How many icons do you see in a day? Perhaps, it’s hard to keep a count because…
We come across millions of these mini visual delights that make our understanding of the digital world stress-free. Without icons, it would be a dread to only see text all the time. The beauty of an icon is that it incorporates extensive ideas into a compact visual.
In fact, icons are a help for graphic designers who are not sharp in their language skills. As long as they know the function of the icon, they can easily use any design software. For example, an Japanese designer can use an English software by recognizing icons.
Realizing the growing use of icons in web design, app design, and graphic user interface, it is a good idea to learn from icon design experts.
About Susan Kare
She’s the one who designed some of the most iconic icon designs and interface elements for Apple Macintosh, Microsoft, Facebook, IBM, NeXT etc. A graphic designer and artist, Susan Kare made memorable icons still used today.
See her portfolio
The Macintosh Experience
Susan Kare in an interview with CNNMoney said, “It was cool to see those features come to life.” The part where you make shapes, add texture, scale objects and just play around with in-built tools to create meaningful icons.
When graphic designers think about Adobe Illustrator 7 in comparison with the latest versions, they literally laugh over the constraints back then and thank developers for the freedom of choice they have now. However, at the time, Kare felt wonderful even with those limitations in a Mac.
Interaction Via Icons
The way we interact today mostly involves the use of an array of symbols that guide users to navigate on social media platforms, websites, electronic devices, software etc.
Connect with the designer @SusanKare
Become An Expert Icon Designer
As the world is increasingly depending on digital devices, designers are investing their skills on icon designing to simplify and uplift the various digital interfaces. Do you want to become an icon designer? Here are some awesome tips you can use to become an expert in iconography.
Short History Of Digital Icons
Knowing the history of digital icons helps us determine the progress of iconography. Until and unless we understand the worth and the journey of a field within graphic design, we cannot really acknowledge its value. Iconography existed in 3,000 BCE when Egyptians used Hieroglyphics to communicate messages.
Susan Kare started designing black and white icons using a grid on the Apple Macintosh computer during the 1980s. During the time, the style of icons resembled pixels, and designers created icons on a canvas as small as 32 by 32 dots.
Later to add a sense of activity in icons, Kare tilted the icons at an angle to visually show verbs in action like writing, drawing, walking etc. Unlike now when we can actually, animate an icon.
Then millennium led us to social media websites being the abode of friends, families and strangers to discover each other and interact using icons. In 2007, Kare designed colorful gift icons for a game on Facebook on 64 by 64 pixels screen. The new thing here was that companies sold these digital icons for real (not digital) money. Fascinating.
Later the canvas to design icons became 96 by 96 pixels that gave enough room to experiment more creativity. Today you have the liberty of designing on 1024 by 1024 pixels. You can add movement, using effects, more hues, and different styles but most commonly flat designs or skeuomorphic.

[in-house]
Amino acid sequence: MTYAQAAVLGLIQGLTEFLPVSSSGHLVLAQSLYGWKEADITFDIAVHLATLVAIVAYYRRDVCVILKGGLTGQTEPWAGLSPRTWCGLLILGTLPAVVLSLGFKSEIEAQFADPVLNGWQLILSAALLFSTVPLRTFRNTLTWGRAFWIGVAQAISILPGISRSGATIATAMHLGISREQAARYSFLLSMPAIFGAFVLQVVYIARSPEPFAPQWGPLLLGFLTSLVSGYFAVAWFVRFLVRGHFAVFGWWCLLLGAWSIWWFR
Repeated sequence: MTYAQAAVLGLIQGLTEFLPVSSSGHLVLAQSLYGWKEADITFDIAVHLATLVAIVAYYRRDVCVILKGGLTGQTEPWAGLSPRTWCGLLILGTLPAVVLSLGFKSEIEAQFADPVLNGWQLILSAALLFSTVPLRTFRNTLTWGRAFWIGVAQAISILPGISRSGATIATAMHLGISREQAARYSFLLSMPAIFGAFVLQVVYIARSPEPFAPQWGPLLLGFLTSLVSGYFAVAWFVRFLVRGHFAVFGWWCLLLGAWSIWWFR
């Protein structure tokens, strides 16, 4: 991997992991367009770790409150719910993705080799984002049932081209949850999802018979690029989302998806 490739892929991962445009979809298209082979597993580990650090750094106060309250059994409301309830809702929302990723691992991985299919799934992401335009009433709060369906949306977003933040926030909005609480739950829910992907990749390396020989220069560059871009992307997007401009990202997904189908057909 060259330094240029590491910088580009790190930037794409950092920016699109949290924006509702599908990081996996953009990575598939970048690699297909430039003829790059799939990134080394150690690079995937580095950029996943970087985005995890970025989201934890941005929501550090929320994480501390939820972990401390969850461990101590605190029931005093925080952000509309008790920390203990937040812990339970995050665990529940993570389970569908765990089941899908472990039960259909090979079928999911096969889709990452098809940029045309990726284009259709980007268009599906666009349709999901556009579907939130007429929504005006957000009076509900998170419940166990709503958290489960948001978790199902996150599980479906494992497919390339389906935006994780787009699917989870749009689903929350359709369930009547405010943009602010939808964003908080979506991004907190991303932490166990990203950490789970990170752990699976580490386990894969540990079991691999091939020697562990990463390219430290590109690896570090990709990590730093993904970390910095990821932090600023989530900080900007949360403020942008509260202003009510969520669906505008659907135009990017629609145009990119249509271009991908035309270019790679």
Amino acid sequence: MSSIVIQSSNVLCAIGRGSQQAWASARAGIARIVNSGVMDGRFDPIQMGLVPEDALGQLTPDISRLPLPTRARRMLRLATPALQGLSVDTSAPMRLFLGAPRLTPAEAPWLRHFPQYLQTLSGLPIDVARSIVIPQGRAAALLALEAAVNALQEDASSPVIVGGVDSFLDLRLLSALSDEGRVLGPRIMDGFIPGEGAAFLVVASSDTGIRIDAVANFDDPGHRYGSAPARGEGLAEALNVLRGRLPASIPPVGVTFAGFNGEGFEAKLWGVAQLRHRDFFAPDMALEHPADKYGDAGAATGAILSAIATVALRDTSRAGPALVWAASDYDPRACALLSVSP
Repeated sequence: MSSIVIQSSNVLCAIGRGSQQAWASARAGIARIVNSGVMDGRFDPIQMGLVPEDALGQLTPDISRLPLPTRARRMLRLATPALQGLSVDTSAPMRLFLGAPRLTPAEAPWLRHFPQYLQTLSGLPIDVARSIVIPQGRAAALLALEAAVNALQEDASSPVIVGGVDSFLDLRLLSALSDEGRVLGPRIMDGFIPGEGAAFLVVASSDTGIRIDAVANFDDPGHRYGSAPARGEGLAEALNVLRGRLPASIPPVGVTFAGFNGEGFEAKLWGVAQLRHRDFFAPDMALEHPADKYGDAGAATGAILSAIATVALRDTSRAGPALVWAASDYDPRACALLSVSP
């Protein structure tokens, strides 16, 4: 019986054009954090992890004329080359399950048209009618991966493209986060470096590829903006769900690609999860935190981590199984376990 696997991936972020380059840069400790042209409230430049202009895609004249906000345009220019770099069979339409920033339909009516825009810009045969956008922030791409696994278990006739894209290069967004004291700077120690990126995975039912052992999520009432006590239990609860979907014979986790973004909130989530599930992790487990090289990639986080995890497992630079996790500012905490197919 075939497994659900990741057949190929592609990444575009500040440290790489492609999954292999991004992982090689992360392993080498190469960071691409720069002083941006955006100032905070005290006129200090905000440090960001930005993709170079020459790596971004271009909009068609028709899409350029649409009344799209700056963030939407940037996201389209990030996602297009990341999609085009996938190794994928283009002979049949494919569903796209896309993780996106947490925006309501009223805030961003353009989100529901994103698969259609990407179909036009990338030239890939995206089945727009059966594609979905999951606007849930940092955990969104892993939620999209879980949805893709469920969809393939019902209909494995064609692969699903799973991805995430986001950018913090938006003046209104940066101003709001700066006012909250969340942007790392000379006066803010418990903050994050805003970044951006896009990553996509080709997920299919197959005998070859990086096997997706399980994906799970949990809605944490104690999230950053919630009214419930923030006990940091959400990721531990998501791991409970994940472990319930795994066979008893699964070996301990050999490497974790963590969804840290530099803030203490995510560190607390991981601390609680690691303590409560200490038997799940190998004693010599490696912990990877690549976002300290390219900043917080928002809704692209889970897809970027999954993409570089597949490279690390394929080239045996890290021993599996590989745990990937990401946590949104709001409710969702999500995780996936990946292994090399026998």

The Stages Of Icon Design
For a graphic designer, research is important. However, you mustn’t only truly look at things when you have a project at hand. Instead, you should constantly observe things, people, and places. In addition, you should get as much information as you can about your surroundings. This knowledge will surely help you when the time comes.
If you have a project, you should carefully study the client’s brief and start your exploration according to it. It is important to stay updated on latest graphic design trends; so that people living in the contemporary realm understand the icon design, you have created.
To become an icon designer, it is necessary that you know how to translate things on paper. Knowing the skill of drawing will be handy. In Designing Web Sites that Work: Usability for the Web, Tom Brinck, Darren Gergle and Scott D. Wood suggests that an effective way to collect ideas for representing a concept in an icon is by asking a number of different people “to draw, sketch, or simply describe the images they would use to support such concepts.”
You prepare mockups and test them out by gathering information regarding their versatility, appearance and meaning. This stage is critical to the success of your digital project, such as a website, a mobile application or a user-interface for a device.
It is time to execute your concept on a digital canvas. You transfer your rough sketches onto a screen using a software. These include
- Adobe Illustrator – a drawing and editing tool to create vector graphics such as icons and logos. You can use the fabulous tools it offers to assist designers in making a professional artwork and designs for your branding and marketing. To construct an icon, you can use different tools for color, texture, brushes, gradients and a lot more. Two essential tools for icon design is pen tool and pathfinder tool.
- Adobe Photoshop – it is a brilliant image creation and editing software. If the RAM of your computer or laptop is efficient, and you have installed a graphic card then you can easily create 3D illustrations. To make realistic icons, you can use tools for filters, colors, textures, alpha masks etc.
- Corel Draw – this is a basic tool, newbies in graphic design can learn much quicker than other complex design software. To make icons, you can use a variety of tools like shape edit, crop tools, smart tools, interactive tools, eyedropper, fill tools etc.
At this stage of icon designing, you need to test the effectiveness of your icon designs by using several techniques. Aurora Bedford, a user-experience (UX) specialist, shares the following ways you can evaluate the overall design and function of an icon.
- Icon Location Test – involves the measurement of time within which test users locate and click a particular icon when placed on the full user-interface design. Incorrect selections indicate that your icons aren’t easy to differentiate, hence you need to review them.